The Bourne Supremacy - UTV, Saturday August 20, 9pm
The Bourne Supremacy is the second installment in the hugely successful Bourne franchise, starring Matt Damon and spearheaded by director, Paul Greengrass. Jason Bourne finds himself trapped by the CIA who are conspiring against him to frame Bourne for one of their own botched operations. Damon’s Bourne is forced to embrace his past as he returns to his previous life as a trained assassin. With positive reviews flooding in for Greengrass and Damon’s latest partnership on Jason Bourne, its a treat to be able revisit the beginnings of such an enduring franchise.
Fleabag, BBC2, 10pm
The decision to make BBC3 an online-only operation wasn’t welcomed by everyone. Ironically, though, it’s given the Beeb an entry into the streaming market dominated by Netflix and, at least in Britain, by Amazon Prime and allowed it to experiment with content that might not have made it onto screens under the traditional broadcasting model.
Fleabag (BBC2, 10pm) made its debut online last month, to huge acclaim, and now mainstream audiences get a chance to see what the fuss was about.
Taking its cue from the frank, unromantic view of sex taken by the likes of Girls and Catastrophe, writer-star Pheobe Waller-Bridge’s six-part comedy resembles a more youthful version of Bridget Jones’s Diary, only bleaker, blacker, filthier and funnier.
Adapted and expanded from an Edinburgh fringe show, it follows the ups and downs (mostly downs) of a struggling café owner (Waller-Bridge), nicknamed Fleabag, as she negotiates life in London.
Bill Paterson plays her largely estranged dad and, in a wonderfully counter-intuitive casting stroke, that nice Olivia Colman is her thoroughly nasty hag of a stepmother.
Blur: New World Towers, Sky Atlantic, 9pm
There’s a positive blizzard of Blur brilliance tonight. Blur: New World Towers (Sky Atlantic, 9pm) is a feature-length documentary chronicling the making of the band’s excellent 2015 album The Magic Whip, from its origins in Hong Kong to them performing it to an ecstatic crowd in London’s Hyde Park.
That’s followed by Blur: Video Killed the Radio Star (Sky Atlantic, 10.50pm), a brisk romp through two decades of the band’s always inventive videos, including, of course, the iconic Parklife, featuring the inimitable Phil Daniels.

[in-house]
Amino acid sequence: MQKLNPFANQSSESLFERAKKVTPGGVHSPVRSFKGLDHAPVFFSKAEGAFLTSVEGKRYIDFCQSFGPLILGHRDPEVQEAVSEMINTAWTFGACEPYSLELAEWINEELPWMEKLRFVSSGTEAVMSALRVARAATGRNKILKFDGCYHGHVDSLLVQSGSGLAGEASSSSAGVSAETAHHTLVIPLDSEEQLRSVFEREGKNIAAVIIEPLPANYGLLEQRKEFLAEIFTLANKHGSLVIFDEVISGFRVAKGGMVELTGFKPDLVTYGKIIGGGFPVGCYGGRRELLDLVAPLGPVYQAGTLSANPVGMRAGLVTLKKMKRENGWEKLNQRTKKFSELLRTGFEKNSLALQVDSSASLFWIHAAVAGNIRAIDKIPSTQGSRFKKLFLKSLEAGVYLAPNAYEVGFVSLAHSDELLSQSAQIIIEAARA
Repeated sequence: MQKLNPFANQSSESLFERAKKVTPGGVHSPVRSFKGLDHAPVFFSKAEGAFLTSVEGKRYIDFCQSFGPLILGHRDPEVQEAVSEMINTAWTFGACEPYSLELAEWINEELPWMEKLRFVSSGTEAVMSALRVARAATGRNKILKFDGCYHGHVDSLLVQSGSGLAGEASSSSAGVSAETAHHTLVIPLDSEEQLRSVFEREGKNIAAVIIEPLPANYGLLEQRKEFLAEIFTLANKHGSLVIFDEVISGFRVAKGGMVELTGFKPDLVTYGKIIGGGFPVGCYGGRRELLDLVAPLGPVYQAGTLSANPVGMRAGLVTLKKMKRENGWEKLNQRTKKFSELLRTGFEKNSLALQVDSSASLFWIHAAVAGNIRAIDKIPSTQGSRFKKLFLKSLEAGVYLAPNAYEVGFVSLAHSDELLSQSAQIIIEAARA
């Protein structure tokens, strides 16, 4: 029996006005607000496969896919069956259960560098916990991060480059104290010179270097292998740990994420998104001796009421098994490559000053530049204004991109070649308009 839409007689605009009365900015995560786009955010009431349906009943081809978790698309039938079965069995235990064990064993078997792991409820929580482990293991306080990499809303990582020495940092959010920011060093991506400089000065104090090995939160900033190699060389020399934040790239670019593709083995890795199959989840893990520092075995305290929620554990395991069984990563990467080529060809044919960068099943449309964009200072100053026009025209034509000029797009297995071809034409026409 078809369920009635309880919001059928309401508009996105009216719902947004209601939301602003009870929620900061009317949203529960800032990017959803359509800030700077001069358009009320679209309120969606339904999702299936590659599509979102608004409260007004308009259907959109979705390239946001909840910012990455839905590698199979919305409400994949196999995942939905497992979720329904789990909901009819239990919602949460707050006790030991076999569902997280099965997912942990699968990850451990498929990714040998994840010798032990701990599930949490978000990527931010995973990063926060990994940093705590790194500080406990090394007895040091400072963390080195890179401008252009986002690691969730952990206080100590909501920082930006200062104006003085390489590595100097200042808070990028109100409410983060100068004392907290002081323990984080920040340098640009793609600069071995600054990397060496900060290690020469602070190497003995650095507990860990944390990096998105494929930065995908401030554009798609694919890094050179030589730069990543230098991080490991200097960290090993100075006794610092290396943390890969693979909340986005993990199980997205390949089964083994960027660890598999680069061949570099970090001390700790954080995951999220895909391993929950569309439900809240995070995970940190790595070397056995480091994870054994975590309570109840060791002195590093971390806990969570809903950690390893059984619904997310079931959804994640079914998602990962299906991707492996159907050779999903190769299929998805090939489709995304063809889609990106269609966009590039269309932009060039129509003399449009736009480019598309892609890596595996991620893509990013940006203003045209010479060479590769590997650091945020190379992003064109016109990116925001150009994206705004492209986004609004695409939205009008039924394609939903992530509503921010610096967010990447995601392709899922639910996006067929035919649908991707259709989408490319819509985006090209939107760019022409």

Fake or Fortune? BBC1, 9pm
In the final edition of the excellent Fake or Fortune? (BBC1, 9pm), Fiona Bruce and Philip Mould try to uncover the history of three paintings thought to be the work of Willem de Kooning, Philip Mercier and Adolph von Menzel.
Live Rio 2016, RTE2, from 5.45pm
In case you’re still interested (and I’m not any more), boxing is at the core of Live Rio 2016 (RTE2, from 5.45pm). The closing ceremony at 11.55pm brings the curtain down on a fortnight that will go into the history books for all the wrong reasons.
The Paperboy - Film Four, Sunday August 21, 11.25pm
Your Sunday night movie comes in the form of The Paperboy (2012). Film Four will be screening this death-row drama, starring Matthew McConaughey, Zac Efron, Nicole Kidman and John Cusack. The Paperboy follows McConaughey as an idealistic Miami newspaper that returns to his home town to report on the plight of a local death-row inmate whose case is brimming with racial complexities. Efron is employed as the driver while his older brother, McConaughey reports on the case. Nicole Kidman is thrown into the mix, with her role as the wife of the death row inmate, causing a stir when she develops confusing feelings for Efron’s character.
Creed - Netflix
Netflix this week demonstrated its determination to improve its often outdated catalogue by acquiring the rights to Ryan Coogler’s Creed (2015). A delicately handled modernisation of the Rocky franchise, Michael B. Jordan stars as Adonis Creed, the love child of Rocky’s late great opponent Apollo Creed. Sylvester Stallone received an Oscar nomination for reprising his role as the Italian Stallion. Adonis is eager to have Rocky train him and when the legendary fighter relents the unlikely duo embark on a gruelling training and fitness regime. The infamous training sequence is present, and is superbly undertaken. The notable sequence follows Adonis as he sprints through the battered streets of Philadelphia, followed by an army of street folk with mopeds and quad bikes for chariots. Creed is a must-see and succeeds in pumping life back into a withered franchise.